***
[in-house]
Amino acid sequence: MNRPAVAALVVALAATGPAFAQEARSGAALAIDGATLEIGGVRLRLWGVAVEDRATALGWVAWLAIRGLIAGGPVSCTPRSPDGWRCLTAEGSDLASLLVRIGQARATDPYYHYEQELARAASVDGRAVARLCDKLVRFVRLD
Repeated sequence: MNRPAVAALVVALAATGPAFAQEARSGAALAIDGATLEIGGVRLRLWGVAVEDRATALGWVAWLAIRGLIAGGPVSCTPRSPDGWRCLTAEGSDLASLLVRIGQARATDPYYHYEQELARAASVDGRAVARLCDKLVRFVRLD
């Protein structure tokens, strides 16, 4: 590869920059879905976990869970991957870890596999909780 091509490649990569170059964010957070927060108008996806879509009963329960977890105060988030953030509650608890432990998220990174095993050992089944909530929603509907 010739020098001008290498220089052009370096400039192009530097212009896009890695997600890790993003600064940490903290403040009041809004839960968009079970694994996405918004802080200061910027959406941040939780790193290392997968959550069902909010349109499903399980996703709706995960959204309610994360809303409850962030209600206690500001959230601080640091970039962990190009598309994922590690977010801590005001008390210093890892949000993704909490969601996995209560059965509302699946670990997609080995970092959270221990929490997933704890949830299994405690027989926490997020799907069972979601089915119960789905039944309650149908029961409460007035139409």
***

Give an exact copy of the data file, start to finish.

[in-house]
Amino acid sequence: MNRPAVAALVVALAATGPAFAQEARSGAALAIDGATLEIGGVRLRLWGVAVEDRATALGWVAWLAIRGLIAGGPVSCTPRSPDGWRCLTAEGSDLASLLVRIGQARATDPYYHYEQELARAASVDGRAVARLCDKLVRFVRLD
Repeated sequence: MNRPAVAALVVALAATGPAFAQEARSGAALAIDGATLEIGGVRLRLWGVAVEDRATALGWVAWLAIRGLIAGGPVSCTPRSPDGWRCLTAEGSDLASLLVRIGQARATDPYYHYEQELARAASVDGRAVARLCDKLVRFVRLD
């Protein structure tokens, strides 16, 4: 590869920059879905976990869970991957870890596999909780 091509490649990569170059964010957070927060108008996806879509009963329960977890105060988030953030509650608890432990998220990174095993050992089944909530929603509907 010739020098001008290498220089052009370096400039192009530097212009896009890695997600890790993003600064940490903290403040009041809004839960968009079970694994996405918004802080200061910027959406941040939780790193290392997968959550069902909010349109499903399980996703709706995960959204309610994360809303409850962030209600206690500001959230601080640091970039962990190009598309994922590690977010801590005001008390210093890892949000993704909490969601996995209560059965509302699946670990997609080995970092959270221990929490997933704890949830299994405690027989926490997020799907069972979601089915119960789905039944309650149908029961409460007035139409």